I’ll be adding more as time goes along! In particular, I want to find some good resources on ice elsewhere in the solar system, which is a fascinating subject I haven’t even gone into yet.

The Voyage of the Endurance

June 11, 2011

Hey guys! I wrote you a song! It’s about the epic tale of survival that resulted from Shackleton’s attempted Trans-Antarctic Expedition; I used this website as a reference for some of the events, or you could read Shackleton’s own book on the experience, South. Be sure to check out the pictures, which are widely and deservedly regarded as the best part of the book.

Sung to the tune of (The Bonnie Ship) The Diamond.

The Voyage of the Endurance

‘Twas early in the century
The world prepared for war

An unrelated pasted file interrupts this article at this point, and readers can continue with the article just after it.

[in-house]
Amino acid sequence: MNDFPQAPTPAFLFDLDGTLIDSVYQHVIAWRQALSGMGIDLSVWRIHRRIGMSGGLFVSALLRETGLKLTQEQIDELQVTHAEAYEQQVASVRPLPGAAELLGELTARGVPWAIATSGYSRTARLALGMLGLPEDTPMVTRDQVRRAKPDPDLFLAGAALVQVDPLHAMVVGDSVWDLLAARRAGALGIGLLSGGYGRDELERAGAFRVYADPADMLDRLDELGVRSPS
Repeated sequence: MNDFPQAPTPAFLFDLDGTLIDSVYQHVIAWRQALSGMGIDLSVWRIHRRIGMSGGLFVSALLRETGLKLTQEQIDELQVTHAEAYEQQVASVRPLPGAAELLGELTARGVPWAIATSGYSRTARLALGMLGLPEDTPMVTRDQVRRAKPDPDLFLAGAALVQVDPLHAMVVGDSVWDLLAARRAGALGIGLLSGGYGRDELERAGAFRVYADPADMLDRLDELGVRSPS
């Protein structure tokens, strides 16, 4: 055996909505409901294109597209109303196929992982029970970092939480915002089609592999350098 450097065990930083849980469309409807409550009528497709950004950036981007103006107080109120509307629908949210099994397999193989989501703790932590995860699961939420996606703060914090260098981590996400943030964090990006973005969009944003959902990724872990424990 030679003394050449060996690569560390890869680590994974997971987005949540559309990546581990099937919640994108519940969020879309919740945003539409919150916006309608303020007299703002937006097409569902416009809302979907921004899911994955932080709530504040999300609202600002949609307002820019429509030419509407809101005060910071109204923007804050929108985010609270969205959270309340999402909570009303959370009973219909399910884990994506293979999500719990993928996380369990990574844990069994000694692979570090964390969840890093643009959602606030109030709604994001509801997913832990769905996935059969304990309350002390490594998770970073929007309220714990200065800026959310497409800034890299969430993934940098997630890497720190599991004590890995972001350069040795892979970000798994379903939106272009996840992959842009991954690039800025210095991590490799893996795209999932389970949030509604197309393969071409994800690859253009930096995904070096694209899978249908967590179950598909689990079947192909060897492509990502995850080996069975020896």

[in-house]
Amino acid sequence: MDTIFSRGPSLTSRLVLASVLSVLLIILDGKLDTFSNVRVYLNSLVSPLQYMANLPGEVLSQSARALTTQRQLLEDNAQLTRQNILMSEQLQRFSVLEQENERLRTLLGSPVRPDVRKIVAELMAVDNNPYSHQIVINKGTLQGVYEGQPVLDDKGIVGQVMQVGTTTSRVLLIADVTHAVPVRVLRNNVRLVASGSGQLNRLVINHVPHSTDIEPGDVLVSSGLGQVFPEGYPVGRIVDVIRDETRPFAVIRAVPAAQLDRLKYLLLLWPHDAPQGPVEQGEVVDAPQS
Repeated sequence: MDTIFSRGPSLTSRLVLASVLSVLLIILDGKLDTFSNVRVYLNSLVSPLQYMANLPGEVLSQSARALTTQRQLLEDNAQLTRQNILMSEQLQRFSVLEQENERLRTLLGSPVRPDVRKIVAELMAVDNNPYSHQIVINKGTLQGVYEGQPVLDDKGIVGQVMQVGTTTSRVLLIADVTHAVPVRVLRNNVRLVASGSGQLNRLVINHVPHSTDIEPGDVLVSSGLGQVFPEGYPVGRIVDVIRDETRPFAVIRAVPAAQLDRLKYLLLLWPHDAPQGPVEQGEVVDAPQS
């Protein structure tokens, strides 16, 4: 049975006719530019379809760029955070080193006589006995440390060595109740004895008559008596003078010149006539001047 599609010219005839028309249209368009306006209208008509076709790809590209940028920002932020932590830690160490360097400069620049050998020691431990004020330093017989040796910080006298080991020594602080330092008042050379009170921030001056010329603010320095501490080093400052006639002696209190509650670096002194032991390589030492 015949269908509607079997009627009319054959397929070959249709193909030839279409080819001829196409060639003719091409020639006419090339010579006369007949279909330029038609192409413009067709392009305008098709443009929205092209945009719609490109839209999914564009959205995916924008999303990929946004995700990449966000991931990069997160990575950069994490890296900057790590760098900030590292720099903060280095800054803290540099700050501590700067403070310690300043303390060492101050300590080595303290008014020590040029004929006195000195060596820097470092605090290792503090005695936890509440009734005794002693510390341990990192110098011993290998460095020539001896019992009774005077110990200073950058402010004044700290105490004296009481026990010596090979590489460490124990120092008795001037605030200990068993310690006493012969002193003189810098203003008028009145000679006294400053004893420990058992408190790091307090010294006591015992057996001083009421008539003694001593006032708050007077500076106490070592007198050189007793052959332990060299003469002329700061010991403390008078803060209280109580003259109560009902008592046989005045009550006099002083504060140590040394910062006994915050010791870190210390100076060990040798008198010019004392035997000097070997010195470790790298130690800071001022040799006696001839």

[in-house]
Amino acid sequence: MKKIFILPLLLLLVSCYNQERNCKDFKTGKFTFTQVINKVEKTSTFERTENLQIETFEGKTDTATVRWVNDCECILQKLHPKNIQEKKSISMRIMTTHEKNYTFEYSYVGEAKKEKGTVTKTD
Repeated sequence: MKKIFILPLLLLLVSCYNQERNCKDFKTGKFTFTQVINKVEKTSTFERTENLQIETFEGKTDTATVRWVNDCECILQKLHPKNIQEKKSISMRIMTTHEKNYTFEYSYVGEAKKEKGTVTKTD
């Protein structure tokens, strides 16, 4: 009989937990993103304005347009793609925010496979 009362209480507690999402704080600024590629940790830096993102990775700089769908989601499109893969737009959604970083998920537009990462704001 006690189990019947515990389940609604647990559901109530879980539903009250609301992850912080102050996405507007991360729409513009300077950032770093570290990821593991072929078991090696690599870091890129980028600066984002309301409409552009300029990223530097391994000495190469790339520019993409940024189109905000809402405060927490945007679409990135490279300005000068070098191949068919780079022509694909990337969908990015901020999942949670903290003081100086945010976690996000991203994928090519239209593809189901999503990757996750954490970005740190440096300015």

But Shackleton intended the Antarctic to explore.
Some men sail for profit
Some sail for renown
But this one sailed for Science and the glory of the Crown.

Through the icebergs that clash, through the great waves that roll,
The mighty ship Endurance went a-sailing for the Pole.

The whalermen had warned them
That the ice would be severe
They were still above the Circle when the first floes did appear
Still bravely they sailed southward
But soon they were beset
Imprisoned in the heaving ice, but not defeated yet

Through the icebergs…

They whiled away the winter
Drifting ‘cross the Weddell Sea
When finally the sun arose, they thought they’d soon be free
But the mounting pressure of the ice
Was more than she could bear
In just days the stout Endurance was crushed beyond repair

Through the icebergs…

They loaded up the lifeboats
With provisions piled high
They watched her sink beneath the ice as, helpless, they stood by
The men camped on an icefloe
Let it take them where it would